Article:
Budget battle continues at Peralta colleges

January 11, 2010

OAKLAND, Calif.--Students, staff and faculty in the Peralta Community College District successfully pressured the board of trustees to postpone $5.6 million in budget cuts for the second time on December 15.

Led by the No Cuts Peralta coalition, nearly 100 students and staff marched from Laney College to the Peralta district office to protest the budget. Despite the board's announcement early in the day to postpone the vote on the budget, protesters turned out two hours before the meeting to voice their opposition to the cuts.

"We should see this as a victory," said Mer Stevens, a member of the coalition and the International Socialist Organization. "The fact that they decided to postpone this vote until students are on winter break shows that they are afraid to pass cuts in the open."

The proposed budget for 2009-2010 would cut millions from desperately needed student services such as Extended Opportunity Programs and Services, which provides outreach and retention support for disadvantaged students, and the Disabled Students and Programs Services. According to Vice Chancellor Tom Smith's figures, the district had $15.8 million in the general fund, which could pay for the proposed cuts nearly three times over.

Tensions grew at the December 15 meeting when the board of trustees began the meeting 45 minutes late. Loud chants of "We've waited long enough, start the meeting now!" emerged from the audience.

At the meeting's start, the board announced its decision to hire three new administrators, two of which to be paid a six-figure salary. Attendees were outraged, since in the week before the meeting, the administration had handed down a dozen layoff notices to staff and teachers.

"How can staff and teachers be getting laid off when administrators are getting raises?" asked staff member Wanda Williams. "How can they lay off staff and teachers when they just filled in three new administrator positions?"

Many speakers demanded that administrators cut their own salaries before cutting classes and student services. Sara Connors, union representative for the Peralta Federation of Teachers Local 1603, said, "Either you take a pay cut, start representing us in Sacramento or get out!"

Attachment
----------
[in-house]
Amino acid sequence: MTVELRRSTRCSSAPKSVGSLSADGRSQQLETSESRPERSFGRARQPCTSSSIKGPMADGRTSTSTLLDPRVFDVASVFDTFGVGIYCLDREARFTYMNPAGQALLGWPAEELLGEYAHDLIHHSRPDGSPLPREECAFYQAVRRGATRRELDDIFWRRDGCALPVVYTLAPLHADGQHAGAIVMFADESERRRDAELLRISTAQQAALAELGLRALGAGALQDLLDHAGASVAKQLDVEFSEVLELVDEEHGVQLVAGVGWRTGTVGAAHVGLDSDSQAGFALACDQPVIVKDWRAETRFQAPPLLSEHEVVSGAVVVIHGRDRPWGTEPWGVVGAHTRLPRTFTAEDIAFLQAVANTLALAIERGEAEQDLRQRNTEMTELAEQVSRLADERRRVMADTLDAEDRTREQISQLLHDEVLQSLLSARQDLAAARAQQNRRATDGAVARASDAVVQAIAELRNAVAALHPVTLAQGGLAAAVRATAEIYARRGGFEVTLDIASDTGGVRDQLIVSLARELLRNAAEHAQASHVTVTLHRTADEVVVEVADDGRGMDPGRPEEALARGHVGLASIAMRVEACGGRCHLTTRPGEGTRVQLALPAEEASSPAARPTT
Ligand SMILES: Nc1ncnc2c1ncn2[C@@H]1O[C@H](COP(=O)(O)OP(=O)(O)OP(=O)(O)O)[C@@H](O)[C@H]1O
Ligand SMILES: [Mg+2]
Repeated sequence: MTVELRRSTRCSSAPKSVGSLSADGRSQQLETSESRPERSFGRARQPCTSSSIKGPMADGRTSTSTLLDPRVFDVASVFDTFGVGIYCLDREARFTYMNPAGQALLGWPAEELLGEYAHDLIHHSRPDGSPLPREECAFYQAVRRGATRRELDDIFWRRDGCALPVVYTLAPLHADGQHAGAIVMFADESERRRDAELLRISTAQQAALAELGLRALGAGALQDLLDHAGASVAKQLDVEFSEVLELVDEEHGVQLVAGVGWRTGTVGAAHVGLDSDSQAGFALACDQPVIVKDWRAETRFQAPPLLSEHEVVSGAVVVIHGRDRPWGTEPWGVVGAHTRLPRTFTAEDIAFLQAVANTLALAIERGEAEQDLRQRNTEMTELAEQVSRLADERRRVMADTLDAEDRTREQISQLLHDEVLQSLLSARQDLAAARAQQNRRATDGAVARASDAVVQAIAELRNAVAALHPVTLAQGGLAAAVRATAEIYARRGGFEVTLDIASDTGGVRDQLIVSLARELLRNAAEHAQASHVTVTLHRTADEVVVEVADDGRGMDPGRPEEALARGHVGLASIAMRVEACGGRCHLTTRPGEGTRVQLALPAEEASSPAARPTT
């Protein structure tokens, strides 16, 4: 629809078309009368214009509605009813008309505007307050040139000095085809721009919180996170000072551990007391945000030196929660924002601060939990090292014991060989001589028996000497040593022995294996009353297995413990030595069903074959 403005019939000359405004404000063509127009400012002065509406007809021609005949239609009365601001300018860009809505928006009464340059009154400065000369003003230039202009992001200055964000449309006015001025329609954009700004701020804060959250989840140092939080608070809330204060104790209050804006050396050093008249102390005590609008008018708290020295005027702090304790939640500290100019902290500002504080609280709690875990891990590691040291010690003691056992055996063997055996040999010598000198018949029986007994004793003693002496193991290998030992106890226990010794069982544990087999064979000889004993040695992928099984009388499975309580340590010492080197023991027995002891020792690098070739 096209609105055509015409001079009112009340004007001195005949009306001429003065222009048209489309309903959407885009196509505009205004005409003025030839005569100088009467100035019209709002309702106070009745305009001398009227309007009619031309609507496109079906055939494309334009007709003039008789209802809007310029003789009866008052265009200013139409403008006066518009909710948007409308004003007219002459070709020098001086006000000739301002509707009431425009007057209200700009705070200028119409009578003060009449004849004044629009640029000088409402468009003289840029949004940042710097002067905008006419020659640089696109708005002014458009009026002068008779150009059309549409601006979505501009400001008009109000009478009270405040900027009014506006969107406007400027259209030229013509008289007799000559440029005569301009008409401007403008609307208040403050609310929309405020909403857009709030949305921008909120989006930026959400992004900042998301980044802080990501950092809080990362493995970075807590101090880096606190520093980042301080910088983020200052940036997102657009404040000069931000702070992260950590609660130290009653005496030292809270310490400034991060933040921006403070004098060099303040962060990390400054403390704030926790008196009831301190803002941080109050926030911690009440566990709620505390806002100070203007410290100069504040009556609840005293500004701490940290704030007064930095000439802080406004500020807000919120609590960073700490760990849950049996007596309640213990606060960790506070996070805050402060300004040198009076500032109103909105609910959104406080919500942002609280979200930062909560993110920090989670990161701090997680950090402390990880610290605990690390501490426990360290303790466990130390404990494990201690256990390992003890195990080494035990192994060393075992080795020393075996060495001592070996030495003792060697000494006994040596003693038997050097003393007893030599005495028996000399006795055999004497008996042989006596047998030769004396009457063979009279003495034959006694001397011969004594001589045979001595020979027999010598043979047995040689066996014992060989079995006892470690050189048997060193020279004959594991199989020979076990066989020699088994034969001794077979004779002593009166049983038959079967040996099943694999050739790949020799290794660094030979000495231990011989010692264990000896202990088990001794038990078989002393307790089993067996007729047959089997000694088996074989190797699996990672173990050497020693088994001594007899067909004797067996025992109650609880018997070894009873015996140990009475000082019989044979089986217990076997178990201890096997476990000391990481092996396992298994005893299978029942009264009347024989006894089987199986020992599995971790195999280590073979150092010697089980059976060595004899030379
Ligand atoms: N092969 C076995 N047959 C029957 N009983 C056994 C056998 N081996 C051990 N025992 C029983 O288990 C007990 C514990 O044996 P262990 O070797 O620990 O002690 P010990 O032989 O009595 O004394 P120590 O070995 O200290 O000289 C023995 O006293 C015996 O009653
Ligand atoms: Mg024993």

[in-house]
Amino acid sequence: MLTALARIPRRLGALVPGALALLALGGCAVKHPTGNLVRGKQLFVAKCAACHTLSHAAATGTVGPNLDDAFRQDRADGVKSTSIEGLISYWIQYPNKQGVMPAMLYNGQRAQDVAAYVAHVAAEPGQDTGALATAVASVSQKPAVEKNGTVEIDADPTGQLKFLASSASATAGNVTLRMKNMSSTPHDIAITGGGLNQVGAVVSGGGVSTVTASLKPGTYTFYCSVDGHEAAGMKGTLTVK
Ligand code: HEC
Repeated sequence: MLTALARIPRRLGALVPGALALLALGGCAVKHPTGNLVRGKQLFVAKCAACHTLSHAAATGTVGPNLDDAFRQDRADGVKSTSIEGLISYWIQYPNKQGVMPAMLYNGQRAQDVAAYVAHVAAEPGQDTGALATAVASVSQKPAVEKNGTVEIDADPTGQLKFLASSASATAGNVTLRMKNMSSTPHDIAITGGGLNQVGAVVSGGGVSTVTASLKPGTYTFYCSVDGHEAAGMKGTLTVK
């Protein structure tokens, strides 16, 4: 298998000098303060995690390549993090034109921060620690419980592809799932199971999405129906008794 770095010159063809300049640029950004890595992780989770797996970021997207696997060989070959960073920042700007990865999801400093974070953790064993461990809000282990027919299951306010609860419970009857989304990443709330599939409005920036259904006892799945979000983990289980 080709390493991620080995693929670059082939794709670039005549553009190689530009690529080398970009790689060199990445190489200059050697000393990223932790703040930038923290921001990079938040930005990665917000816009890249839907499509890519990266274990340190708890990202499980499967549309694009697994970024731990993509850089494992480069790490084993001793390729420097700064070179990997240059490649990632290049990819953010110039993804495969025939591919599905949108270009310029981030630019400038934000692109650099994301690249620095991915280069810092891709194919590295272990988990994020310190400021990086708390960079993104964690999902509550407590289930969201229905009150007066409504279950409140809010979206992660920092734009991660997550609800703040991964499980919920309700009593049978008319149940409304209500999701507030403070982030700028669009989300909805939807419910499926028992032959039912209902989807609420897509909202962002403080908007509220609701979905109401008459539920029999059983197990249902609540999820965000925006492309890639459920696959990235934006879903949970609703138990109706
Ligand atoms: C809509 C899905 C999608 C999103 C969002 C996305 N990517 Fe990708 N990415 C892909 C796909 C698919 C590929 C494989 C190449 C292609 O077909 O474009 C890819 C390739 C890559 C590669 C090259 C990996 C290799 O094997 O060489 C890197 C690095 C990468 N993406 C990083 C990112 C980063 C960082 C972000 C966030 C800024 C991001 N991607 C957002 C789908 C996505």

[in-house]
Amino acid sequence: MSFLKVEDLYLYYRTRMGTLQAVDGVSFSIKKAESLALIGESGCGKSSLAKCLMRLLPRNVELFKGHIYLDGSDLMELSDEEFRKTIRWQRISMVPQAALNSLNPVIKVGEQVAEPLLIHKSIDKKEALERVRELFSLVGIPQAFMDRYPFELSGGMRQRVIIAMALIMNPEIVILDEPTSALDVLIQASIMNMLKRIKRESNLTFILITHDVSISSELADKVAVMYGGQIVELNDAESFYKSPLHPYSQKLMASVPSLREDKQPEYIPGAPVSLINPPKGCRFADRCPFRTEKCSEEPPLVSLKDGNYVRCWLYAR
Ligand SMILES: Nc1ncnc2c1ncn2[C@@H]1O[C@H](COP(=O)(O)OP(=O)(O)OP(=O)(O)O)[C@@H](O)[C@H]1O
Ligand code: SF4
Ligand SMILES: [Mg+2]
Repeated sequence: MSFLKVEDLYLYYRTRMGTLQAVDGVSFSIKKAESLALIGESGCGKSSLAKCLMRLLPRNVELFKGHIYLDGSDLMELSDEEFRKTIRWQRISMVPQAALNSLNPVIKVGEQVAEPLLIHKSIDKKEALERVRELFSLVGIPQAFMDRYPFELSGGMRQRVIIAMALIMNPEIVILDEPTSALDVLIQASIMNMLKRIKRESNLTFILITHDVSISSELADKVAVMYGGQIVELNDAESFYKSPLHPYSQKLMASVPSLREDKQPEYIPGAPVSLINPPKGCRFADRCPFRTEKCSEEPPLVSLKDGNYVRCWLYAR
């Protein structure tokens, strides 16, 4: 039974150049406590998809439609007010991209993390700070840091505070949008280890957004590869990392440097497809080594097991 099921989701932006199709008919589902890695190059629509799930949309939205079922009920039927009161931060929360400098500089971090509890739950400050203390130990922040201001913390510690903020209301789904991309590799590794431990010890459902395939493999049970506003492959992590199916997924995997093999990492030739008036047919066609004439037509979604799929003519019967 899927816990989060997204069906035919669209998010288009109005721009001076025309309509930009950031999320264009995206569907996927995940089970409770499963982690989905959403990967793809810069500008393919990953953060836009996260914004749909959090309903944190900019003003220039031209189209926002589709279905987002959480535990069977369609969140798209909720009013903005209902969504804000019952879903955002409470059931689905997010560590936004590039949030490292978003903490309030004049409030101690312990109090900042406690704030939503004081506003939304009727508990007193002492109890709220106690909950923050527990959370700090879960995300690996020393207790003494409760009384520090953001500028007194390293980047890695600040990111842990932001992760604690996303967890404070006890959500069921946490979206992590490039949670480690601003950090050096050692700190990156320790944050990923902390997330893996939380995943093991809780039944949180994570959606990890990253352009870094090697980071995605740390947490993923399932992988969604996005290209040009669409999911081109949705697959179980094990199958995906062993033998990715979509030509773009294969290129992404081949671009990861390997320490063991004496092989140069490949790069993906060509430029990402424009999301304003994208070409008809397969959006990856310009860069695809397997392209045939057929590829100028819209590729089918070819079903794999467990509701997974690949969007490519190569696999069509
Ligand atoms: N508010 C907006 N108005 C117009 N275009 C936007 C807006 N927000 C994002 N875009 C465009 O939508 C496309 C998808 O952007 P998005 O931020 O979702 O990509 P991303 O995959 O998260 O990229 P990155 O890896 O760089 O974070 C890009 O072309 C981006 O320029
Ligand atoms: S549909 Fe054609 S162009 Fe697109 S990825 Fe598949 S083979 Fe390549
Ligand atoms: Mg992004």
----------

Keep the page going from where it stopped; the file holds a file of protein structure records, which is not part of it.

Other speakers urged the board to postpone the vote on the budget until January 26, when the Peralta Colleges start the spring semester. At present, the vote is postponed to January 12, when most students and staff are away on winter break.

"They went and switched the date to vote for the budget to when they know no one will be around," said Markita Price, a student at Merritt College. "Even if they don't switch it to the 26th, I'll still be there to raise hell tonight."

Despite the temporary victory, it's clear that the administration and the board of trustees are intent at passing down cuts. Whether or not the budget is passed in January, layoff notices have been handed down, and classes and sections for spring have been cut.

However, the second postponement of the budget and its potential vote in the middle of winter break shows that the growth of activism and organization had made the administration uneasy. As the March 4 statewide day of action approaches, students and faculty in the Peralta District are discussing and debating next steps to fight the cuts coming from the administration and Sacramento.

David McCarthy contributed to this article.

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